Format

Send to

Choose Destination
Alcohol. 2015 Dec;49(8):817-24. doi: 10.1016/j.alcohol.2015.03.003. Epub 2015 May 14.

Corticostriatal circuitry and habitual ethanol seeking.

Author information

1
Department of Neuroscience, Medical University of South Carolina, Charleston, SC 29425, USA. Electronic address: Barkerj@musc.edu.
2
School of Psychology, University of Sydney, Sydney, Australia.
3
Bowles Center for Alcohol Studies, Department of Psychiatry, University of North Carolina, Chapel Hill, NC, USA.
4
Department of Psychology, Neuroscience Graduate Program, University of California San Diego, La Jolla, CA, USA.
5
Department of Pharmacology, The University of Texas at Austin, Austin, TX, USA.
6
Department of Neuroscience, Medical University of South Carolina, Charleston, SC 29425, USA.

Abstract

The development of alcohol-use disorders is thought to involve a transition from casual alcohol use to uncontrolled alcohol-seeking behavior. This review will highlight evidence suggesting that the shift toward inflexible alcohol seeking that occurs across the development of addiction consists, in part, of a progression from goal-directed to habitual behaviors. This shift in "response strategy" is thought to be largely regulated by corticostriatal network activity. Indeed, specific neuroanatomical substrates within the prefrontal cortex and the striatum have been identified as playing opposing roles in the expression of actions and habits. A majority of the research on the neurobiology of habitual behavior has focused on non-drug reward seeking. Here, we will highlight recent research identifying corticostriatal structures that regulate the expression of habitual alcohol seeking and a comparison will be made when possible to findings for non-drug rewards.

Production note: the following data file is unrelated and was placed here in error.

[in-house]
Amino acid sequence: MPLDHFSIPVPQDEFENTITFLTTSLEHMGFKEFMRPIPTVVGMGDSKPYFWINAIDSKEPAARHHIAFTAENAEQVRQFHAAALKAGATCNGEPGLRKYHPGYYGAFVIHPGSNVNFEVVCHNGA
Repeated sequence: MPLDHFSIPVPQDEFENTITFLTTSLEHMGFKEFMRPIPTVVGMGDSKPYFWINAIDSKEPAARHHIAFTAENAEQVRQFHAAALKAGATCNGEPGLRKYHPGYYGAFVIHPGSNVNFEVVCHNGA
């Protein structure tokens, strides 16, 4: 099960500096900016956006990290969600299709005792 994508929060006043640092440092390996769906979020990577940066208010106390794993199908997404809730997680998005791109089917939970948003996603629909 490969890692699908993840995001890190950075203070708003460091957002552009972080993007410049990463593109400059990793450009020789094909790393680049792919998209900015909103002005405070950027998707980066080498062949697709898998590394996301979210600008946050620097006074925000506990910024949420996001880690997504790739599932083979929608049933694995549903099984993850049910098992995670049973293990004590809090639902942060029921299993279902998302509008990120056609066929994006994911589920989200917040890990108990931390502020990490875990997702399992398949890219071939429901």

KEYWORDS:

Alcohol; Dorsal striatum; Habit; Nucleus accumbens; Orbitofrontal cortex; Prefrontal cortex

PMID:
26059221
PMCID:
PMC4644517
DOI:
10.1016/j.alcohol.2015.03.003
[Indexed for MEDLINE]
Free PMC Article

Supplemental Content

Full text links

Icon for Elsevier Science Icon for PubMed Central
Loading ...
Support Center